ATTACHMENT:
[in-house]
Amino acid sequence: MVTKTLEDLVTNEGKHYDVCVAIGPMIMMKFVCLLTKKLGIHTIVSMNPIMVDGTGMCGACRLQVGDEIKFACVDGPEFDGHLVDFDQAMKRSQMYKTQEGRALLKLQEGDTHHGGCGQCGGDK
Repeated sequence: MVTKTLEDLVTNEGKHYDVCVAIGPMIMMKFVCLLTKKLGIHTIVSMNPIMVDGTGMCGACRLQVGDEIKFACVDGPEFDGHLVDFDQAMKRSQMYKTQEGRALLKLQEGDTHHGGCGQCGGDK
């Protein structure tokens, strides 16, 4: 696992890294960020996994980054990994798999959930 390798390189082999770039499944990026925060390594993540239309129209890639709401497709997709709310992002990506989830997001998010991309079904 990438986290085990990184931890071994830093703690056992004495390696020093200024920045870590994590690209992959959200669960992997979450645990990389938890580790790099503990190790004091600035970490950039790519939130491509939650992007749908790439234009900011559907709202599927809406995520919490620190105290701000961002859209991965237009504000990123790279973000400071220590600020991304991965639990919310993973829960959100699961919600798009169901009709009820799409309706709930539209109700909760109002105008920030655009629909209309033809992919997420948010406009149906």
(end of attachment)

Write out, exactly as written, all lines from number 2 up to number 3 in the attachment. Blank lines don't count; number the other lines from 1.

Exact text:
Amino acid sequence: MVTKTLEDLVTNEGKHYDVCVAIGPMIMMKFVCLLTKKLGIHTIVSMNPIMVDGTGMCGACRLQVGDEIKFACVDGPEFDGHLVDFDQAMKRSQMYKTQEGRALLKLQEGDTHHGGCGQCGGDK
Repeated sequence: MVTKTLEDLVTNEGKHYDVCVAIGPMIMMKFVCLLTKKLGIHTIVSMNPIMVDGTGMCGACRLQVGDEIKFACVDGPEFDGHLVDFDQAMKRSQMYKTQEGRALLKLQEGDTHHGGCGQCGGDK